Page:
Shil"ling (?), n. [OE. shilling, schilling, AS. scilling; akin to D. schelling, OS. & OHG. scilling, G. schilling, Sw. & Dan. skilling, Icel. skillingr, Goth. skilliggs, and perh. to OHG. scellan to sound, G. schallen.]
A silver coin, and money of account, of Great Britain and its dependencies, equal to twelve pence, or the twentieth part of a pound, equivalent to about twenty-four cents of the United States currency.
In the United States, a denomination of money, differing in value in different States. It is not now legally recognized.
⇒ Many of the States while colonies had issued bills of credit which had depreciated in different degrees in the different colonies. Thus, in New England currency (used also in Virginia, Kentucky, Tennessee, Indiana, Illinois, Missouri, Mississippi, Alabama, and Florida), after the adoption of the decimal system, the pound in paper money was worth only $3.333, and the shilling 16 cts., or 6s. to $1; in New York currency (also in North Carolina, Ohio, and Michigan), the pound was worth $2.50, and the shilling 12 cts., or 8s. to $1; in Pennsylvania currency (also in New Jersey, Delaware, and Maryland), the pound was worth $2.70, and the shilling 13 cts., or 7s. 6d. to $1; and in Georgia currency (also in South Carolina), the pound was worth $4.29, and the shilling 21 cts., or 4s 8d. to $1. In many parts of the country . . . the reckoning by shillings and pence is not yet entirely abandoned.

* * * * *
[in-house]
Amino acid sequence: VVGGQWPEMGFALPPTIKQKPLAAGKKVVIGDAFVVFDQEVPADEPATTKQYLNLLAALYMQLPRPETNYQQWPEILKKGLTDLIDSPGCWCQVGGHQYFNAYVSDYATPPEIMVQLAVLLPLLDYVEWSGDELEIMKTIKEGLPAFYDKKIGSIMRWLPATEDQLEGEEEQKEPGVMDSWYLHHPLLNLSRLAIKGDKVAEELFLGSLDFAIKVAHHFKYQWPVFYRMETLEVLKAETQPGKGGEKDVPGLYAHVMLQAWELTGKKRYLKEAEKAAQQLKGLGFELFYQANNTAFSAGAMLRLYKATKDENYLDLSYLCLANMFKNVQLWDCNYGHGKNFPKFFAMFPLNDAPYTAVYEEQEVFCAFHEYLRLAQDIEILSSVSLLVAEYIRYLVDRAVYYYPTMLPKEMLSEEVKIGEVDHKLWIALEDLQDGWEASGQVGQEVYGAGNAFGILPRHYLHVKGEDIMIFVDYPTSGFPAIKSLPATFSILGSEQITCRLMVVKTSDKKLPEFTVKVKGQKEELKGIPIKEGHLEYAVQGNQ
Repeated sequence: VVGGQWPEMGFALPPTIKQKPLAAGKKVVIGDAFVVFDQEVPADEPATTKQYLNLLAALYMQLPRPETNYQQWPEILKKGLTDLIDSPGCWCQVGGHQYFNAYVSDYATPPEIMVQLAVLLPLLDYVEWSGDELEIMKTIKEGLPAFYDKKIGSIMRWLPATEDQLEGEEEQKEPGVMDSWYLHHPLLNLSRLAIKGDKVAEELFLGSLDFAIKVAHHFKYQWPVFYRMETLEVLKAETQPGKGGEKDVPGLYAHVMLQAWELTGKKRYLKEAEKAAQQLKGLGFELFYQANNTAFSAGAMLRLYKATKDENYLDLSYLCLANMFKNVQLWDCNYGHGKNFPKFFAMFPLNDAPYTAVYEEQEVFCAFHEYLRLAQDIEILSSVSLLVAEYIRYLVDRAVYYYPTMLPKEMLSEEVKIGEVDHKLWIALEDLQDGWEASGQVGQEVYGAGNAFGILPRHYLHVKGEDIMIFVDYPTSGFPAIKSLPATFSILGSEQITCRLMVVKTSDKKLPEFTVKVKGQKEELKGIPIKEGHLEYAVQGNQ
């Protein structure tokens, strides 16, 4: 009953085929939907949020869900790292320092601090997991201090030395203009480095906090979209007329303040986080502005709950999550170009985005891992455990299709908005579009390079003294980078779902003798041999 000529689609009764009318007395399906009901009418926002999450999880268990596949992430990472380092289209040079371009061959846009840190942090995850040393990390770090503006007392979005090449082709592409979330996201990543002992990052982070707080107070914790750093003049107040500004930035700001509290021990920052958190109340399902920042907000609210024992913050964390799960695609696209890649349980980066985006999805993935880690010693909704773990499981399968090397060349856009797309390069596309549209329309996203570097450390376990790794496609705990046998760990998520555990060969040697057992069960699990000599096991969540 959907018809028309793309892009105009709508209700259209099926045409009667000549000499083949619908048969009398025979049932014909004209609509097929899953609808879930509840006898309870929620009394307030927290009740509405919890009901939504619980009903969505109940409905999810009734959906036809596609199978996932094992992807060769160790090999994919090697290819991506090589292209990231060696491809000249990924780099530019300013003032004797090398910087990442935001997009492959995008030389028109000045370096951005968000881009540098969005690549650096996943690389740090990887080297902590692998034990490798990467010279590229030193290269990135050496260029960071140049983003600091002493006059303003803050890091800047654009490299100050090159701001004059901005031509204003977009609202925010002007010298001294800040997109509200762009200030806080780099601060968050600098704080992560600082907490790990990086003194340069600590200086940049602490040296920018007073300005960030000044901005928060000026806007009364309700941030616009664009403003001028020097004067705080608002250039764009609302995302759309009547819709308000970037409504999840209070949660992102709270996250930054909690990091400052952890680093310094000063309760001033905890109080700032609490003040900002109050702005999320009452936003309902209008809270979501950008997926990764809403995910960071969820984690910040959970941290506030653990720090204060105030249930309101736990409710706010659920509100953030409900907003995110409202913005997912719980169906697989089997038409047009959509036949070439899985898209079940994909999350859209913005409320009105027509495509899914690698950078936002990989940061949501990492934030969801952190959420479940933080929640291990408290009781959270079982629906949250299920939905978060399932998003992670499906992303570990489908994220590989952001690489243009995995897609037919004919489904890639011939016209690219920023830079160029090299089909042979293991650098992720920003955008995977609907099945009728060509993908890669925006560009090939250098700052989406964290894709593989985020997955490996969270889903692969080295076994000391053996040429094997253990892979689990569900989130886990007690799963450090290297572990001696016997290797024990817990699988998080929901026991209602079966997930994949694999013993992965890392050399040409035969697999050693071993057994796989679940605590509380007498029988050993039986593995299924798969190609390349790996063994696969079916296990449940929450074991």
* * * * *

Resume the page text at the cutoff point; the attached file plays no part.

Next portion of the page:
The Spanish real, of the value of one eight of a dollar, or 12 cets; -- formerly so called in New York and some other States. See Note under 2.
York shilling. Same as Shilling, 3.
© Webster 1913.